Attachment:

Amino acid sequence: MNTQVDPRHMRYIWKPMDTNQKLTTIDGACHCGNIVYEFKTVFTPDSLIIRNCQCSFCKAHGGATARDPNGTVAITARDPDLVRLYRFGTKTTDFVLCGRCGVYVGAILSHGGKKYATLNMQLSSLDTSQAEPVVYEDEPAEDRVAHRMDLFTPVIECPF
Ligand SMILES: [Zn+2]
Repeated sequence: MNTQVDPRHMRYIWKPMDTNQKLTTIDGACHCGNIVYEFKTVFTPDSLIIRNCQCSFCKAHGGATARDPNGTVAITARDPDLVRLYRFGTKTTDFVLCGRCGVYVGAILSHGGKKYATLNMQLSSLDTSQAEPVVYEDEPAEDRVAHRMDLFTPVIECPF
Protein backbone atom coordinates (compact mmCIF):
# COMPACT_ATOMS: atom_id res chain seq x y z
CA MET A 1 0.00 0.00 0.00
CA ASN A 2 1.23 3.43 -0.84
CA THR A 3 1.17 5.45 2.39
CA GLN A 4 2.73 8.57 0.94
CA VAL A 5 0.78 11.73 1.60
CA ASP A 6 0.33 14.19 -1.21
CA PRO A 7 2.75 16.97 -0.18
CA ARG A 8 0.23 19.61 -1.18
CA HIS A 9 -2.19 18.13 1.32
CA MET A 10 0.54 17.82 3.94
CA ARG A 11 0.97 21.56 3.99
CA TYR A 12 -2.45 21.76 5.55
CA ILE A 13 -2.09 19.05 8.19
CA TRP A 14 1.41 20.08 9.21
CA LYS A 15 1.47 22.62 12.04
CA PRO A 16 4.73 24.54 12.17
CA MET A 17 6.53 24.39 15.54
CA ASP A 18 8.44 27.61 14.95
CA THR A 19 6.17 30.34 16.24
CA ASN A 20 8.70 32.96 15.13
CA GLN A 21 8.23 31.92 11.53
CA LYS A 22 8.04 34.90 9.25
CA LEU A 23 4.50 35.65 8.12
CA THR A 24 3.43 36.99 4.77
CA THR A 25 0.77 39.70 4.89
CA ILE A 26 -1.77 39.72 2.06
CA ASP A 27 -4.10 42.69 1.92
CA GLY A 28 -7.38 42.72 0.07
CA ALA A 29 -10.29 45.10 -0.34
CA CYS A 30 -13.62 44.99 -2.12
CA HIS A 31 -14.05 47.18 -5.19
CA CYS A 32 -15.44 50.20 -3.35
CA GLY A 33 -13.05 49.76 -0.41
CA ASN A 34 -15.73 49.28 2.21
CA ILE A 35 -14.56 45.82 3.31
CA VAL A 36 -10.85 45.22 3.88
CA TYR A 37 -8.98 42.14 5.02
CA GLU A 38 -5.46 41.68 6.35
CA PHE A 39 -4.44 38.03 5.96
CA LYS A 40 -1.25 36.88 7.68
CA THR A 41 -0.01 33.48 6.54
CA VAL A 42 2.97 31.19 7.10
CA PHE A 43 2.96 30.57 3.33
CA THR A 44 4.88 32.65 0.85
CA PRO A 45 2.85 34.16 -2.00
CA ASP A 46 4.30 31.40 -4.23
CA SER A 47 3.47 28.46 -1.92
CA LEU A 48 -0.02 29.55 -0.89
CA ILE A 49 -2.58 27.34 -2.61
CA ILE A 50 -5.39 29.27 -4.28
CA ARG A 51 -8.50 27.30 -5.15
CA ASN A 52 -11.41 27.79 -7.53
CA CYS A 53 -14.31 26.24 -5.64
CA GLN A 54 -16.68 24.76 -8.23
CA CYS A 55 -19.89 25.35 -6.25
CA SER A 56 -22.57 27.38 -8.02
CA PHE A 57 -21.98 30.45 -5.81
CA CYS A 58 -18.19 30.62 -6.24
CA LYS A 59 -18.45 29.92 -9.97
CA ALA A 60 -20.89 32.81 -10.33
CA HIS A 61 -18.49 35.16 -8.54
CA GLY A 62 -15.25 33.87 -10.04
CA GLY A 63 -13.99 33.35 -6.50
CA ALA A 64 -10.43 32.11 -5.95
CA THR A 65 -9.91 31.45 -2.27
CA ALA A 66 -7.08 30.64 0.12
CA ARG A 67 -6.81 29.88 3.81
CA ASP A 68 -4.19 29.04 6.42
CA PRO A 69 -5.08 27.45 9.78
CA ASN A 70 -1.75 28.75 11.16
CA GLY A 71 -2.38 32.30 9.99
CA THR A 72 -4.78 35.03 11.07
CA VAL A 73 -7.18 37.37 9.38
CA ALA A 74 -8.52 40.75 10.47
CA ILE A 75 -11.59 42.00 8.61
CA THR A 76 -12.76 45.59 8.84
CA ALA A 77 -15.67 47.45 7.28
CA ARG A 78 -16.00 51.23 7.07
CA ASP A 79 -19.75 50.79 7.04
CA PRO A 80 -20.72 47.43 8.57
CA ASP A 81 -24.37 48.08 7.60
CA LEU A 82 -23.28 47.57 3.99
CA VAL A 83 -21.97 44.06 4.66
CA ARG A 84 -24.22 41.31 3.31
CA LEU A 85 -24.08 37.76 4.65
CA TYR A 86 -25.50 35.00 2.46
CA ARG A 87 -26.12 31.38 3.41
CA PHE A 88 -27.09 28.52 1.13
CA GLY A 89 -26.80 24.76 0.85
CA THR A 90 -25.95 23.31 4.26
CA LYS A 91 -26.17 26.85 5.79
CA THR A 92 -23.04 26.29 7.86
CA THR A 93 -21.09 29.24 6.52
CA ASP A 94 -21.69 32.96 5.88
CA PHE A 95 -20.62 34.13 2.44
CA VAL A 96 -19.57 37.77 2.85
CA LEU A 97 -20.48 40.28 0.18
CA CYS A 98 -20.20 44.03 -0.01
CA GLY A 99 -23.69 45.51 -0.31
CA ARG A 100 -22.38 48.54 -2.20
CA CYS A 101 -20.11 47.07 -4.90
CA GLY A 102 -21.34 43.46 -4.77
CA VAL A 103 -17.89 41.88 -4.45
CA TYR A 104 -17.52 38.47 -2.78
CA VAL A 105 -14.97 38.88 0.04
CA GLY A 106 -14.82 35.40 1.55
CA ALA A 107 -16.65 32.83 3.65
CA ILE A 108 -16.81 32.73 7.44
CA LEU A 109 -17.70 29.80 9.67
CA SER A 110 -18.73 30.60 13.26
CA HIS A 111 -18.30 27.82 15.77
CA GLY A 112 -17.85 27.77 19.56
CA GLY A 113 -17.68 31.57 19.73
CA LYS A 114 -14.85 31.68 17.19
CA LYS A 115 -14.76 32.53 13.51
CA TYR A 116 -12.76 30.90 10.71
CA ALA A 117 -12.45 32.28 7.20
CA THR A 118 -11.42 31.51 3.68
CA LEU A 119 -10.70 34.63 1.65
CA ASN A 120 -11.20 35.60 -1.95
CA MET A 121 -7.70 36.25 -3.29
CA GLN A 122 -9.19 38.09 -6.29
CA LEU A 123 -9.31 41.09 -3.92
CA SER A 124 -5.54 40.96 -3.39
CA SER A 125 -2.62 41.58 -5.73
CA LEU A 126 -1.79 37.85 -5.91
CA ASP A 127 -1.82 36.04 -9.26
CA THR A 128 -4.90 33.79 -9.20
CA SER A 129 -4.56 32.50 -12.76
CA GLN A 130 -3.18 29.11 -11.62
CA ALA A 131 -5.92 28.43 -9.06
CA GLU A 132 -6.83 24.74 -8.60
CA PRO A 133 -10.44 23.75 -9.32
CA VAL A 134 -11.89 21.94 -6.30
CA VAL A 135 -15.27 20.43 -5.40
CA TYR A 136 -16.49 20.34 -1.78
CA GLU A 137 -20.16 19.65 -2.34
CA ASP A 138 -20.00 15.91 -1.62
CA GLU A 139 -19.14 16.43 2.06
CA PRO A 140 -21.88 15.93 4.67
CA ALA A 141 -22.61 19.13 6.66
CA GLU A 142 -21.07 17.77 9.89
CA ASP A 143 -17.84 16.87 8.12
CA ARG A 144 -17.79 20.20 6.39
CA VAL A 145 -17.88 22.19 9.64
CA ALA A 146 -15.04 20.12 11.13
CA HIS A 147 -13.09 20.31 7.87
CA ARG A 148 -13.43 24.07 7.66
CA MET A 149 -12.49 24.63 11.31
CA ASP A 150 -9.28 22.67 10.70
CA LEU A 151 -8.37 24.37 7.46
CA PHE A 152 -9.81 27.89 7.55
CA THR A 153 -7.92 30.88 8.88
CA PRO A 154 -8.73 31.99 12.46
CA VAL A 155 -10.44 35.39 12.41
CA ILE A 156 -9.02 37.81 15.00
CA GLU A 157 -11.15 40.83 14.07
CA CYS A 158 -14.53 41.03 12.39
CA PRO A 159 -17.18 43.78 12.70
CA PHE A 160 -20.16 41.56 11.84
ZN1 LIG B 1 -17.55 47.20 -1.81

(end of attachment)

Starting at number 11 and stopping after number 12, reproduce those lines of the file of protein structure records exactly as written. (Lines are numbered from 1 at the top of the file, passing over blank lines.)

CA ASP A 6 0.33 14.19 -1.21
CA PRO A 7 2.75 16.97 -0.18